Miriam Minsk, Co-Editor-in-Chief of The Lion’s Tale at Charles E. Smith Jewish Day School in Rockville, Md., has won the fourth annual Grand Prize in Jewish Scholastic Journalism awarded by the Jewish Scholastic Press Association, the organization announced today.
The contest has category winners in eight divisions, and JSPA officers choose a grand prize winner from among the eight. Miriam’s two-page spread titled “Bridging the Gap: Arabic students forge bond with Syrian refugee family” won in two categories: News or Feature Reporting on Interreligious or Intercultural events, and Layout and Design.
The story is about CESJDS students practicing their Arabic while helping a newly arrived family of six — two parents and four children — to learn English. The family fled the city of Daraa, Syria, due to mounting violence there.
Miriam quoted CESJDS sophomore Daniel Morgan describing helping one of the girls with her math.
“I’ll try to explain prime factorization to her in mostly Arabic, but I try to include some English so that she starts learning,” Morgan said. “I try to use very simple words like ‘small’ and ‘big,’ and I know the words for numbers [in Arabic.]”
The contest was judged by JSPA board member Kathleen Neumeyer, retired adviser of the award-winning Harvard-Westlake Chronicle in Los Angeles. Ms. Neumeyer praised Miriam’s story for “good reporting, nice use of quotes, several sources and good background.”
As Grand Prize winner, Miriam will receive a recommendation for an internship at the local Jewish newspaper in her area, under the auspices of the American Jewish Press Association, JSPA’s co-sponsor.
Joelle Keene, JSPA’s Founding Director, said there were more than three times as many entries this year as last, and that this was the first year prizes were awarded in all categories offered.
“As the contest becomes more competitive, winning the Grand Prize is even more of a distinction,” Mrs. Keene said. “I hope this will encourage school journalists and news outlets to take Jewish topics seriously, and to delve into them with as much creativity and passion as they would any subject of interest to teen readers.”
Students from Shalhevet High School in Los Angeles won the most prizes, including category awards in three news categories as well as Non-First-Person Opinion and Video. Alec Fields, co-editor-in-chief of The Boiling Point, won in the category News and Feature Reporting on Jewish Religion for his story titled “Kiddush Clubs: Old tradition is scrutinized in new way,” about congregants stepping out of Shabbat services for some morning schnappes.
Boiling Point Outside News Editor Jacob Feitelberg won for News and Feature reporting on Current Events Involving Israel for his obituary for Israeli Prime Minister Shimon Peres, titled “School remembers Peres for heart, poetry, devotion to peace.”
Lucy Fried, the Boiling Point’s Arts and Culture editor, won for non-first-person opinion for her review of the Israeli television show Shtisel, titled “In Israeli Tv hit ‘Shtisel’ black-hatted world of Mea Shearim is full of individuals, some familiar.”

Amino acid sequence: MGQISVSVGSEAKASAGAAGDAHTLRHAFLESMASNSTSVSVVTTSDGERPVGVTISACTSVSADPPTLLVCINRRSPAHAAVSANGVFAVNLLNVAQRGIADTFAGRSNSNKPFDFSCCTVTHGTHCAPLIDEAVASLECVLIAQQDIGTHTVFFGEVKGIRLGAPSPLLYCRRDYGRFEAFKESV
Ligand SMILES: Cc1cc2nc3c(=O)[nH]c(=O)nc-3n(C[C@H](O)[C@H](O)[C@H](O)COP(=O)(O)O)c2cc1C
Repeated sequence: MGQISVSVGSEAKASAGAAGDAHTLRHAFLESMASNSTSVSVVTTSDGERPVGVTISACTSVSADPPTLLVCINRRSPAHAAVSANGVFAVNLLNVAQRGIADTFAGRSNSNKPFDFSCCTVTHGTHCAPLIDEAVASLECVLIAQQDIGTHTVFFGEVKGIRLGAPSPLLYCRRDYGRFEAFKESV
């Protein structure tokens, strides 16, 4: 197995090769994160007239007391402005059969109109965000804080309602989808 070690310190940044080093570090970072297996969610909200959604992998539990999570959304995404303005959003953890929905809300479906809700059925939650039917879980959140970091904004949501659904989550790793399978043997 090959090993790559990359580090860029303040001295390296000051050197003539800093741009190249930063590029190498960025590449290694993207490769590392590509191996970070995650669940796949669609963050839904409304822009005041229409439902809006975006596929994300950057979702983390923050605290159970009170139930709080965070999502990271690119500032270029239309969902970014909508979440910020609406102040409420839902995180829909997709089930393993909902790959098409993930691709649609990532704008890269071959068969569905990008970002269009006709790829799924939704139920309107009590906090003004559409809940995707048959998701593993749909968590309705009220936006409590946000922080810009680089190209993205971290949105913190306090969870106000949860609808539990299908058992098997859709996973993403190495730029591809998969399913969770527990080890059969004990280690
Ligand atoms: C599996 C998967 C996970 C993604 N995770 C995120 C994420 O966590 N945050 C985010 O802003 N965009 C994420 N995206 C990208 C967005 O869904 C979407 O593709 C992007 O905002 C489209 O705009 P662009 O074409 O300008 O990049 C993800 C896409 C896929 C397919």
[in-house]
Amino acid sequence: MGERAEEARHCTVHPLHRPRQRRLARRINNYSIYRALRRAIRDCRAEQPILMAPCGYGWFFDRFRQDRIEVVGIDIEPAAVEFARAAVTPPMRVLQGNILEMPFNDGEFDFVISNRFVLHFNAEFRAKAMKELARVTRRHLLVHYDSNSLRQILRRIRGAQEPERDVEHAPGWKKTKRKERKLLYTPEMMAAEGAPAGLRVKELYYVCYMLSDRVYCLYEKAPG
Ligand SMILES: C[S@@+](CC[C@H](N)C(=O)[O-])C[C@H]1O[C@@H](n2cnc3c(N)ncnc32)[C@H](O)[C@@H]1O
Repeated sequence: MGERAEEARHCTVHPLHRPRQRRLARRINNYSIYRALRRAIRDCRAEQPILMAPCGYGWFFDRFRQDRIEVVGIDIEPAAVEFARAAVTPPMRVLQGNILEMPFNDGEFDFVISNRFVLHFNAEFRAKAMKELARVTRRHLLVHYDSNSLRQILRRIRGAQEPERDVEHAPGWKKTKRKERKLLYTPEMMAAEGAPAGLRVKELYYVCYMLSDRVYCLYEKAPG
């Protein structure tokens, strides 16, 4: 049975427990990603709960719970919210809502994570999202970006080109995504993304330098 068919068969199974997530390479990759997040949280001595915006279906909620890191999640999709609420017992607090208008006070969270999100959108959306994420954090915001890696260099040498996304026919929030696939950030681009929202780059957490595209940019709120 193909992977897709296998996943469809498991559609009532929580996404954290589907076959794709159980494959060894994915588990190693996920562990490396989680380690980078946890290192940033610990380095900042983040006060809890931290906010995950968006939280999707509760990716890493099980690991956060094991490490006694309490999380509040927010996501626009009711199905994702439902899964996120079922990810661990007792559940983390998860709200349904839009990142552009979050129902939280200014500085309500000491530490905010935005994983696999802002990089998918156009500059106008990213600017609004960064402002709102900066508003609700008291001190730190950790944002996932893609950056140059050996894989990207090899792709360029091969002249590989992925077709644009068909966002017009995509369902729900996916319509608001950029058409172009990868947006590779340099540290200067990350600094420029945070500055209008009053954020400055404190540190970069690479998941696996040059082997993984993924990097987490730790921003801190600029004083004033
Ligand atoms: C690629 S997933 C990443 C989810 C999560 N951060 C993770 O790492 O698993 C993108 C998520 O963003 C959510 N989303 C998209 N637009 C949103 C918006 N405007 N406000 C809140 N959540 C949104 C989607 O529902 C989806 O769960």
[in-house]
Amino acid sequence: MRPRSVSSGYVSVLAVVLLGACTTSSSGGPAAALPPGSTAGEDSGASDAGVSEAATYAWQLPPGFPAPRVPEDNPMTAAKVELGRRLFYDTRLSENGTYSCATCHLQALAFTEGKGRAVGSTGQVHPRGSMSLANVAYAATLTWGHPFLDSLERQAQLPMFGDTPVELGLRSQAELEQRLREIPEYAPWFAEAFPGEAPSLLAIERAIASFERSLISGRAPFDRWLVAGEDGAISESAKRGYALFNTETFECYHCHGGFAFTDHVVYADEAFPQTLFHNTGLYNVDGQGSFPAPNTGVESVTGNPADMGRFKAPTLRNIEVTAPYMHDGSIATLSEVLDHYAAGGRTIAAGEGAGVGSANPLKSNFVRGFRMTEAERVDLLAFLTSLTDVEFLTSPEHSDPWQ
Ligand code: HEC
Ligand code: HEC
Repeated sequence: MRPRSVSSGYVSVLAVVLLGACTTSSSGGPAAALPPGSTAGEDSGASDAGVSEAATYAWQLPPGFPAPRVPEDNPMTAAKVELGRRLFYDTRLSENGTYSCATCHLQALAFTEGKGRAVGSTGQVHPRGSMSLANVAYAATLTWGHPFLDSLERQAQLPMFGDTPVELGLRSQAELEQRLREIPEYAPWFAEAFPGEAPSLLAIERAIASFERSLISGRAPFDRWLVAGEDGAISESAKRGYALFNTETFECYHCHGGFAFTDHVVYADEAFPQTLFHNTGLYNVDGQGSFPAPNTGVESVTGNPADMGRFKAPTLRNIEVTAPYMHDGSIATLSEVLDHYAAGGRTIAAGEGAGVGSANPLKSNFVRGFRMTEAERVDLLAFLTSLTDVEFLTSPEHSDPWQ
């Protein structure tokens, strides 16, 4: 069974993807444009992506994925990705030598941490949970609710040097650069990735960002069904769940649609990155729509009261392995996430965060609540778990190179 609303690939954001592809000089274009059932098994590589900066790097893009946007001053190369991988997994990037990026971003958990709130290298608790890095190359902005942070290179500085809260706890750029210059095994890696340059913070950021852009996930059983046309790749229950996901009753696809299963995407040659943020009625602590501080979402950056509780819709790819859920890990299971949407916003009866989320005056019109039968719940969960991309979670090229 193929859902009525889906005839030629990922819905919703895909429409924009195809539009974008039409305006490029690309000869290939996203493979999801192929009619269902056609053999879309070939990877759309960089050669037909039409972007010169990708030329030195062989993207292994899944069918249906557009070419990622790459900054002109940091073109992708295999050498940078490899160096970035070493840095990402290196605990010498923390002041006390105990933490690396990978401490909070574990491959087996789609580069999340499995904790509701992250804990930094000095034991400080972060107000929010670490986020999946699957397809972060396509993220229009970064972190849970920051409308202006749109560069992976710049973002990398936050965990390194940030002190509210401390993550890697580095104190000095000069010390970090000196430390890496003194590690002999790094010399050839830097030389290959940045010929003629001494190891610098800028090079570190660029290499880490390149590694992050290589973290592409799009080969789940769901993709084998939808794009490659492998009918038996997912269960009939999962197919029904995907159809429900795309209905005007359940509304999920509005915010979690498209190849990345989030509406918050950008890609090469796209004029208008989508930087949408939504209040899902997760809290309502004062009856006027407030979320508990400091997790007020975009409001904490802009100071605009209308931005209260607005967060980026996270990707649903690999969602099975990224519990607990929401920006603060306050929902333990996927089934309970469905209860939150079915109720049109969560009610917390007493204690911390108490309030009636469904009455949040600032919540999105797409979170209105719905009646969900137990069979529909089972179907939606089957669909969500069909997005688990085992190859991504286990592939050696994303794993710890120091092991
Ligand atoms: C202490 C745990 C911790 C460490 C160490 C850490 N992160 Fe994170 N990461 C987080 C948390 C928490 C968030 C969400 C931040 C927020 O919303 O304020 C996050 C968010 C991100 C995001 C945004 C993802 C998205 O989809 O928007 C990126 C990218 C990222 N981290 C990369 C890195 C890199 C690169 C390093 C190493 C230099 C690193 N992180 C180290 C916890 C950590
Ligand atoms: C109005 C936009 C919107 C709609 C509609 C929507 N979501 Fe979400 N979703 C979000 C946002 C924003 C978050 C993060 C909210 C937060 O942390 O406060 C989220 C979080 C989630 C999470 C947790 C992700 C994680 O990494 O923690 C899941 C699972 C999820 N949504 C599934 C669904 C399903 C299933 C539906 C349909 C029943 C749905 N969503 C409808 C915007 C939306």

And three Boiling Point editors — Rose Lipner, Nicole Soussana and Alec Fields — won in Ongoing Reporting on Religious, Israel or Interreligious / Cultural Issues. Ongoing reporting means at least two stories on two different days, covering a story that is evolving with additional facts known.
They won for ongoing coverage of a controversy at Shalhevet involving a female student being allowed to lead Shabbat kiddush on a school debate trip, which was followed by school administration saying it had been a mistake and should not have been allowed.
The later story, titled “Girl Leading Kiddush Was A Mistake, School Says,” explained that while the school Talmud curriculum teaches sources saying it is permitted, Jewish law, or halacha, is more complicated than that. Torah Editor Alec Fields quoted the principal, Dr. Noam Weissman.
“Halacha is the law expressed in different situations and circumstances,” Reb Weissman said. “Halacha is not created in a vacuum. The community practice is part of the halachic system.”
And Shalhevet’s Leor Kaminski won in the video category for “Shalhevet’s Repenters,” featuring short interviews with students about what they were repenting for in the days leading up to Yom Kippur.
The First-Person Opinion category was won by Jordie Priesman of Walter Johnson High School in Bethesda, Md., writing in the magazine Fresh Ink for Teens. Jordie’s article, titled “Finding My New Jewish Home,” was about shul-shopping in the middle of her bat mitzvah training after her family moved from California to Maryland when she was 12.
“Every Shabbat morning,” Jordie wrote, “we would go to a different shul. We would discuss as a family the pros and cons of each (location, the rabbi and hazzan, the people, the color of the rugs, etc.). We would go back to a few that we thought were possibilities, and try those out again.”
Shalva Gozland of the Manhattan High School for Girls won in the photojournalism category for a picture titled “The Light From Beyond,” which was published last fall in Moadim Magazine (see page 18). The picture can also be viewed here.
A list of all the winners can be found here.
Founded in 2013, the Jewish Scholastic Press Association (JSPA) is a national journalism education organization that works to improve student media at Jewish high schools, enhance journalism education in those schools, and teach students and advisers how they can add Jewish content and sensibility to their publications. It is co-sponsored by the American Jewish Press Association, Shalhevet High School, and the Jewish Journal of Greater Los Angeles.
It holds an annual conference where students learn from distinguished journalists, educators, attorneys, rabbis and public figures. More information on JSPA can be found here and here. For questions, please contact Joelle Keene at 323 930-9333.